Beowulf’s Contrasting Motifs Throughout his battles, Beowulf personifies the motifs of reputation, vengeance, and fate which contribute to the overall epic theme. Each of these contrasting themes contribute as to why Beowulf was such a tremendous epic hero. Beowulf, a young warrior with an honorable family name to be upheld, must venture off and seek his own reputation and identity among the sprawling branches of the family tree. With this thought, he seeks out to battle the mighty fiend Grendle armed with his two own bare hands.
With much vengeance being sought out, Grendle’s mother goes after Beowulf for harming her son which only prevokes Beowulf’s own revenge on Grendle’s mother for slaughtering one of Hrogthgar’s best warriors, Esther. Later on in life as an aged and wise king, Beowulf single handedly faces his own fate by battling the dragon. By crumbling under the dragon’s rage, death has been accepted and has furthered his name. Coming from a highly valued family name, Beowulf must earn his own reputation within his own family.
With this seemingly impossible task infront of him, he comes to face to face with the great monster Grendle armed only with his own bare hands. From deep within the muddy marshes, Grendel emerged. He radiated his anger and annoyance at having been awakened from a deep slumber. He grunted and groaned in disapproval. But quickly his anger turned to pleasure at the mere thought of filling his belly and diminishing the insistent hunger that threatened to engulf him. His pleasure was soon to be short-lived.
With a vicious rage, Grendel tore the heavy, bolted door of the secured hall from its hinges, savagely stomped across the threshold, and finally his hunger drove him to crunch the bones of the nearest warrior in sight. Still starving, Grendle snatches up the next available warrior with his claws, but this time one with much powerful strength. As he tried to pull away from Beowulf’s grasp, Grendle only became weaker and weaker until his unfaithful demise. Beowulf had single handedly harmed Grendle, therefore he was a mighty hero who had finally earned his name.
Grendel’s mother has just been to Heorot to seek revenge for Beowulf’s victory over Grendel. She has grabbed one of Hrothgar’s men and taken Grendel’s arm down from above the hall door and taken the man and the arm back to her under-water cave. King Hrothgar asks Beowulf to chase after her and one of his men leads Beowulf to where they believe her home to be. Beowulf puts on his mail armor and takes Unferth’s sword, Hrunting, and swims down through the water looking for Grendel’s mother.
It takes him hours upon hours to swim down through the water but eventually Grendel’s mother and other monstrous beings swim up to meet him and fight with him in the water. Beowulf and Grendel’s mother fight in her cave and she crushes him fiercely with her claws but his life is only protected by his armor. He tries to kill her with Hrunting, but it will not even begin bite into her thick flesh. Eventually he sees Grendel’s mother’s own giant sword on the wall; the sword is so large that he is the only man in the world strong enough to wield it, and Beowulf uses it to murder her.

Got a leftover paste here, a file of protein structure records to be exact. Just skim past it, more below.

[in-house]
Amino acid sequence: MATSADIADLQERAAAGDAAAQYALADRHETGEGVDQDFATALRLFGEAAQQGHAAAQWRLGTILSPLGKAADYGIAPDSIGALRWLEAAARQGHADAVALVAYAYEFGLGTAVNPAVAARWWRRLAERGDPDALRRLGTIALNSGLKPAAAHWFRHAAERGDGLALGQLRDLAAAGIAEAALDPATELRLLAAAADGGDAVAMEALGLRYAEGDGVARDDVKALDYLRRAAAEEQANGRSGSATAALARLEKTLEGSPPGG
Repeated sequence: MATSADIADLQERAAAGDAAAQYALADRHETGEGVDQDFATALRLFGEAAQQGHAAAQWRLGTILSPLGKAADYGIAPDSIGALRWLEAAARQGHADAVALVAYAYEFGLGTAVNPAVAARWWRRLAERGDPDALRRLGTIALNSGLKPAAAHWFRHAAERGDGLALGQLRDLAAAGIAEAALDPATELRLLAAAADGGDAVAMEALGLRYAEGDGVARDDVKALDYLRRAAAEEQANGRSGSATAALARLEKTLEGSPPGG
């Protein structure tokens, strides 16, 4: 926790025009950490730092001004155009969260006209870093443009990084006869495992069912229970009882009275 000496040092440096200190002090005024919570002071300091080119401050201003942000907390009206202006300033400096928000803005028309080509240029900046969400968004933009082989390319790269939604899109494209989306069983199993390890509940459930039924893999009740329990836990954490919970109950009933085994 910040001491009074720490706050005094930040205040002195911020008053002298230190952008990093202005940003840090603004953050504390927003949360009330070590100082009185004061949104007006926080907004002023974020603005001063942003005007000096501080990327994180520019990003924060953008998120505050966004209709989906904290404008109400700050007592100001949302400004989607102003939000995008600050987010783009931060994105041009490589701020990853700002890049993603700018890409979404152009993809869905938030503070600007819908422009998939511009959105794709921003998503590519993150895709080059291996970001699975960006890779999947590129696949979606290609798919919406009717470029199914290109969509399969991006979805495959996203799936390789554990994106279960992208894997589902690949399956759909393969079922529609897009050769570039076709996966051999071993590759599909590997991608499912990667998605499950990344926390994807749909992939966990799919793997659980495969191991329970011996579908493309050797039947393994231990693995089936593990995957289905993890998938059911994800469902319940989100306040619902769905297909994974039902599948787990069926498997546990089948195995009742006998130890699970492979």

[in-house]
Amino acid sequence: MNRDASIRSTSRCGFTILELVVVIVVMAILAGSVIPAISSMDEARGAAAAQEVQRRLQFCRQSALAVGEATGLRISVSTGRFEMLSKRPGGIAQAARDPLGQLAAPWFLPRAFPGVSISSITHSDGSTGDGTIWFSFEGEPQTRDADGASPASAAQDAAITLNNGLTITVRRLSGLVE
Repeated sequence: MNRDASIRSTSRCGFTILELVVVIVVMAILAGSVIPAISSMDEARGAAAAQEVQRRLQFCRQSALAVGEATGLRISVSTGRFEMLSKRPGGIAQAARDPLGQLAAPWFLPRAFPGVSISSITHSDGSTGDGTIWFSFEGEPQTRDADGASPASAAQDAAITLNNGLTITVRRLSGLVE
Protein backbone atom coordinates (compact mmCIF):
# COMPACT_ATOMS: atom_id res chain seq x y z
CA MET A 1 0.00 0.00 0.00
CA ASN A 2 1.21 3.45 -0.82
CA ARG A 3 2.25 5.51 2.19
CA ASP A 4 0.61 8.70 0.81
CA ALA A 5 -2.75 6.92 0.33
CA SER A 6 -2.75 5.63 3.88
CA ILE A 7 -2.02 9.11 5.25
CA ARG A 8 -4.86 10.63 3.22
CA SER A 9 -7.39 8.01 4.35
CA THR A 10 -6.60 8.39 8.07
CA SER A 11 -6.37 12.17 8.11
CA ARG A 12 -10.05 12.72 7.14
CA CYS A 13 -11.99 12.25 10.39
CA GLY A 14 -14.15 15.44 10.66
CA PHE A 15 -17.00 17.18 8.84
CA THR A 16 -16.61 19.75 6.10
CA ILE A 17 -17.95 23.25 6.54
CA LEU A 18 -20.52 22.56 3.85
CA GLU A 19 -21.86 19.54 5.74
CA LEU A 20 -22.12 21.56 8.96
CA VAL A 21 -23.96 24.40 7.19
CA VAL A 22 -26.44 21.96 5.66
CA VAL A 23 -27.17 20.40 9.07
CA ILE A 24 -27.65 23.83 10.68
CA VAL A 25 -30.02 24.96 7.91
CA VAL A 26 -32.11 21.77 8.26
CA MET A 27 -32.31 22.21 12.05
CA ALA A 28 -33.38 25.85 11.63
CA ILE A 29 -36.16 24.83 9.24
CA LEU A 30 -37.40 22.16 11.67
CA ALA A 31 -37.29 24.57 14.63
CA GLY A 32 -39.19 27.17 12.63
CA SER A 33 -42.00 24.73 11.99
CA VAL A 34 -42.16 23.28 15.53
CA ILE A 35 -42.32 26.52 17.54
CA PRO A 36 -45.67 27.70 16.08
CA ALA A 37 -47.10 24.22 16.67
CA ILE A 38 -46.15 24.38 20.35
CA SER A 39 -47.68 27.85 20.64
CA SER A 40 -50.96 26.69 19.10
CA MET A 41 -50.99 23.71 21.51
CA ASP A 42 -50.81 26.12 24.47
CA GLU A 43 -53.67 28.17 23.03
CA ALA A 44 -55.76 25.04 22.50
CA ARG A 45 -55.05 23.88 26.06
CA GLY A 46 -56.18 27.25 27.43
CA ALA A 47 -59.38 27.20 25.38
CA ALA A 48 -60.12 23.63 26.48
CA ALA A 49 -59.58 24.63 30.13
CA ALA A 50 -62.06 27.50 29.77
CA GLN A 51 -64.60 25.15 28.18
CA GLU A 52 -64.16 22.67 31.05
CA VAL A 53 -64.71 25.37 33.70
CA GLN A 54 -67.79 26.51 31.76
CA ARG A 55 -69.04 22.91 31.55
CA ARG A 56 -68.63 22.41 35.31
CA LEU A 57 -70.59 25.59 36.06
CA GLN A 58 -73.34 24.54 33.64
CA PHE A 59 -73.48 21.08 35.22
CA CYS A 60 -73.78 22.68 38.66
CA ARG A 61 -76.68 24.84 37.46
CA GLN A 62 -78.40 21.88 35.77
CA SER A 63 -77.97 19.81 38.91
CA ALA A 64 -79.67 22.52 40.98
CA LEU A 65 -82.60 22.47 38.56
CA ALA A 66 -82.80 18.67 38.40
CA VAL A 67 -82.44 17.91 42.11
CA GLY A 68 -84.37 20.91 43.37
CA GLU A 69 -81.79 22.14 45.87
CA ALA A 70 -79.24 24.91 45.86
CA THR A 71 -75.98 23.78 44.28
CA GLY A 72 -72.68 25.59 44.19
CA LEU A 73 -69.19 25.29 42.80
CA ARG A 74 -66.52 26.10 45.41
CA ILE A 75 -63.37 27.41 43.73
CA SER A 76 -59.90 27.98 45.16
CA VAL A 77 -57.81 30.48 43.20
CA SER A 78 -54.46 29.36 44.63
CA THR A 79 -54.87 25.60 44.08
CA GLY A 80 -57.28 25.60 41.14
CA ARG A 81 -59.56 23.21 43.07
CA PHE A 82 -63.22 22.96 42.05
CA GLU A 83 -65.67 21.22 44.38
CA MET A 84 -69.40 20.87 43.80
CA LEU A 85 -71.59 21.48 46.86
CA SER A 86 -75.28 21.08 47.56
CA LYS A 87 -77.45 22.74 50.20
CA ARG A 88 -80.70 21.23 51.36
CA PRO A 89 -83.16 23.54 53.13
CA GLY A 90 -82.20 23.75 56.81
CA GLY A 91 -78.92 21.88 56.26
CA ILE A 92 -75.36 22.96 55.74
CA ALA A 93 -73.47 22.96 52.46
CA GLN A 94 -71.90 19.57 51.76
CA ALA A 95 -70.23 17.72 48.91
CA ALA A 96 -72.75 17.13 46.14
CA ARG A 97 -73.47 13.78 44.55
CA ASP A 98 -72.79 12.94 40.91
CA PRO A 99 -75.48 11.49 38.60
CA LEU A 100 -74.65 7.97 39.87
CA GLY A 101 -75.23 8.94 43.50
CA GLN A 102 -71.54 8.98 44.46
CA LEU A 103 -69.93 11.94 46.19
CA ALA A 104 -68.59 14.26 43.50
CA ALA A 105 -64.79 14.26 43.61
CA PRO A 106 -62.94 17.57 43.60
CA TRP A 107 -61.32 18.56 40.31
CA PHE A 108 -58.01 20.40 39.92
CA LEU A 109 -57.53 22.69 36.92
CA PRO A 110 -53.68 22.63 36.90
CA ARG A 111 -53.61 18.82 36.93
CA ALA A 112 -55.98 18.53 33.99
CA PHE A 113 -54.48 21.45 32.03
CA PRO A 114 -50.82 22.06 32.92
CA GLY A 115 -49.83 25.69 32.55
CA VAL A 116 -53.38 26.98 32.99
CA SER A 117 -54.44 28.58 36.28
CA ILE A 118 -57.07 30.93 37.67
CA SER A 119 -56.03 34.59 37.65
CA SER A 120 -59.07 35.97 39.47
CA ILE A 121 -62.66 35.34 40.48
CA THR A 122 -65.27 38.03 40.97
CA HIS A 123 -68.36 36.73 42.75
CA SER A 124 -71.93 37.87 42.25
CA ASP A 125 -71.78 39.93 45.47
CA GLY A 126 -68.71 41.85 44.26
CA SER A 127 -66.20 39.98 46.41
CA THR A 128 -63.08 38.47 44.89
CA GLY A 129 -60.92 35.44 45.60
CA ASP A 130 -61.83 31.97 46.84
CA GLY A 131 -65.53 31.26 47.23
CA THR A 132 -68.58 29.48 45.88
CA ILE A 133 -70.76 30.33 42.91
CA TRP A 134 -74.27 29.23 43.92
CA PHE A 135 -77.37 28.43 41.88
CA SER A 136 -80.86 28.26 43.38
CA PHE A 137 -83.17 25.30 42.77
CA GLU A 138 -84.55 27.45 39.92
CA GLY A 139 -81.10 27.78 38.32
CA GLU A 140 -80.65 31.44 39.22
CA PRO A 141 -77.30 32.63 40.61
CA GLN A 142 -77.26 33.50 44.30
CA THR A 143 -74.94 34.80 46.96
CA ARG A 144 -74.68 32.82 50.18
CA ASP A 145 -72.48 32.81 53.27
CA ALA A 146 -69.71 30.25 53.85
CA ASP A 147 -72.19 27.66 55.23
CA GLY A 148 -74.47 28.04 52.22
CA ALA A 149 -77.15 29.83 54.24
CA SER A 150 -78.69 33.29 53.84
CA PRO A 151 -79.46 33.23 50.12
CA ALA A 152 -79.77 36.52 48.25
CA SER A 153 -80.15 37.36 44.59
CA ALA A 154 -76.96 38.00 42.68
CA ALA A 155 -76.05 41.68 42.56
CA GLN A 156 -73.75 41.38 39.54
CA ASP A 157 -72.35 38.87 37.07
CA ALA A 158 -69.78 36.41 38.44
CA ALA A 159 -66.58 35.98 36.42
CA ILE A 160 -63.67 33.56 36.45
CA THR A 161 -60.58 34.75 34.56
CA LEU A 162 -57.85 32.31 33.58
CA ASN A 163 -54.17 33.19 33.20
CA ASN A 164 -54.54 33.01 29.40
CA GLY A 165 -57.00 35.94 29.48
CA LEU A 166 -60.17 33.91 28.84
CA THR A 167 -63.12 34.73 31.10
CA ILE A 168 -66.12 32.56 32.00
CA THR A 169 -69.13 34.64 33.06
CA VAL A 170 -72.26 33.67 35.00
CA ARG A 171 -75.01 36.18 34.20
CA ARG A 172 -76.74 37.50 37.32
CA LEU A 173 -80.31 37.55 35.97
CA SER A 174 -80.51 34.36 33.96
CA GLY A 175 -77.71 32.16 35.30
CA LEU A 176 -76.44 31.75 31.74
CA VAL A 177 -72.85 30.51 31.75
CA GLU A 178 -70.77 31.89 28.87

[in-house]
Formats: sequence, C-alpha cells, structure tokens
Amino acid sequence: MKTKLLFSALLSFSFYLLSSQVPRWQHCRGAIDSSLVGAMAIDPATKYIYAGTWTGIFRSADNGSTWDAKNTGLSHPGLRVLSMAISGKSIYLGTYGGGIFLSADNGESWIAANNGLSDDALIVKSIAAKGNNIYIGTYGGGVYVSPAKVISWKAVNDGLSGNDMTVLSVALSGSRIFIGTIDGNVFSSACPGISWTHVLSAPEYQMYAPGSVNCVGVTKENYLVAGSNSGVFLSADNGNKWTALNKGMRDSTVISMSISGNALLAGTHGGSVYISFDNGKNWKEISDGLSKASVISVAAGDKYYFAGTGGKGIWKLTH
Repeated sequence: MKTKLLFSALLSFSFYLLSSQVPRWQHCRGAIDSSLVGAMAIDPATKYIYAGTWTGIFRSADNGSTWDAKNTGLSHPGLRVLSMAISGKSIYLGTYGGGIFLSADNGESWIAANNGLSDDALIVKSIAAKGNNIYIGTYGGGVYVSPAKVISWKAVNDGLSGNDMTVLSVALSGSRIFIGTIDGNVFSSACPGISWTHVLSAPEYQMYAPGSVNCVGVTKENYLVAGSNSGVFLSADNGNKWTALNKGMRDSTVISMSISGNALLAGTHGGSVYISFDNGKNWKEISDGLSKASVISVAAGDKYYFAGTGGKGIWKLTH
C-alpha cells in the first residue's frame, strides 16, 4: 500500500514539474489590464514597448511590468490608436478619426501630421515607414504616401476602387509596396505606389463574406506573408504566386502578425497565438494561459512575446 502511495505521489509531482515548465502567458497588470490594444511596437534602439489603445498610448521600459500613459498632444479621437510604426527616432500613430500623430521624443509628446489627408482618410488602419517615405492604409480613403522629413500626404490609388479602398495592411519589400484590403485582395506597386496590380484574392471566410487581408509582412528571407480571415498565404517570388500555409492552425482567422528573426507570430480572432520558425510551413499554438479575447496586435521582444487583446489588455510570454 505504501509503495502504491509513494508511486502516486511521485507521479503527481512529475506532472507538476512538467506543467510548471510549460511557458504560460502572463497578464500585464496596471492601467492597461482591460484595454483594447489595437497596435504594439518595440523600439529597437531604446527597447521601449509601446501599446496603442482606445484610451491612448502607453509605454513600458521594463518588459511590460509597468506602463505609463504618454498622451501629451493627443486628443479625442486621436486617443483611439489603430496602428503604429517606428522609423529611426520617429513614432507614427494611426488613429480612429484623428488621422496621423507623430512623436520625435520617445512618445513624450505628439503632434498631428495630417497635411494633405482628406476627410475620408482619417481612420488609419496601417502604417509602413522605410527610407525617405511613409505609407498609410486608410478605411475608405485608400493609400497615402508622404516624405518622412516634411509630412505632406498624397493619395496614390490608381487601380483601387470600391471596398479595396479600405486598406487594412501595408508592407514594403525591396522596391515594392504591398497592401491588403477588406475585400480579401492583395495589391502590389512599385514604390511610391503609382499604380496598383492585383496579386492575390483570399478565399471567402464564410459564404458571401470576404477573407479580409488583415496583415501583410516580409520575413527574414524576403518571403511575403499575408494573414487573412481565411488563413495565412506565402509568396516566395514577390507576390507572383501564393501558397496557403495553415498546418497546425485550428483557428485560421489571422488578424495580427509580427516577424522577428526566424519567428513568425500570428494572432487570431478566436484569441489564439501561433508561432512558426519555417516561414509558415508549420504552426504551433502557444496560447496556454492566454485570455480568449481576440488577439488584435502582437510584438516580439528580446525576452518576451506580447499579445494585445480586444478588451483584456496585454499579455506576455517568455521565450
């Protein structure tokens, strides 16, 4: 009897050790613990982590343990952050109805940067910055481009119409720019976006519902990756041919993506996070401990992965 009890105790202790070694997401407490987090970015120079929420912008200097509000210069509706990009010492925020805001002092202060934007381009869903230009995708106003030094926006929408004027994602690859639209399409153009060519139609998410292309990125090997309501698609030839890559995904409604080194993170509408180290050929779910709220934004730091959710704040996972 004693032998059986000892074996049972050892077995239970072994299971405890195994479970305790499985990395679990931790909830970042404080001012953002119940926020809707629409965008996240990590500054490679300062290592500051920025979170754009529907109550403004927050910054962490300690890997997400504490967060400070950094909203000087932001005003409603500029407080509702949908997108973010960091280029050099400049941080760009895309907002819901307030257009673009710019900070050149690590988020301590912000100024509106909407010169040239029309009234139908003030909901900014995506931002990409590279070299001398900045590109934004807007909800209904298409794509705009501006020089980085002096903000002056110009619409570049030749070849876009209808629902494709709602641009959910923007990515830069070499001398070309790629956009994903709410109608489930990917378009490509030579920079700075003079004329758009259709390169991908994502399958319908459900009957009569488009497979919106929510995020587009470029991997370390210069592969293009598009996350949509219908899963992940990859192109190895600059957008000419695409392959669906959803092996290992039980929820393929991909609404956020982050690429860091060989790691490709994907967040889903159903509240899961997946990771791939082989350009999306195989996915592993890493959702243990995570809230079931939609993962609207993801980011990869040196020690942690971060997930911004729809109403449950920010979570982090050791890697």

Beowulf tells also how he repaid Hygelac’s gifts of treasure and land with loyal service, not only leading Hygelac’s warriors into battle, but also killing the Frankish king who killed Hygelac in battle. Now, Beowulf says, he shall fight once more only this time against the dragon. So “Beowulf sought out the dragon, dared it into battle, but could never know what God had decided, or that death that would come to him” (Lines 3066-3068). The dragon charges Beowulf and Wiglaf.
Their shields are burned and their armor offers them little protection. Beowulf strikes the dragon’s head with his sword, driving it in to the bone, but the sword, Naegling, breaks and the dragon bites Beowulf in the neck. As Beowulf staggers, Wiglaf stabs the dragon in the stomach, and gets his hand burned in the process. Beowulf then takes the chance to pull a knife he wears on his mail shirt and stab the dragon. Together, Beowulf and Wiglaf kill the dragon.
But the bite in Beowulf’s neck begins to burn and swell from the dragon’s poison. With this final blow, Beowulf at last crumbles and faces his demise under the dragon’s rage. Each of the three monsters lived and died for their identities and their demise. Death is what all they lived for, and now, this is what they would all die for. The roles of reputation and vengeance all lends themselves to the inevitable fate that faces us all. Fate can not be determined by glory nor stature, but nature itself.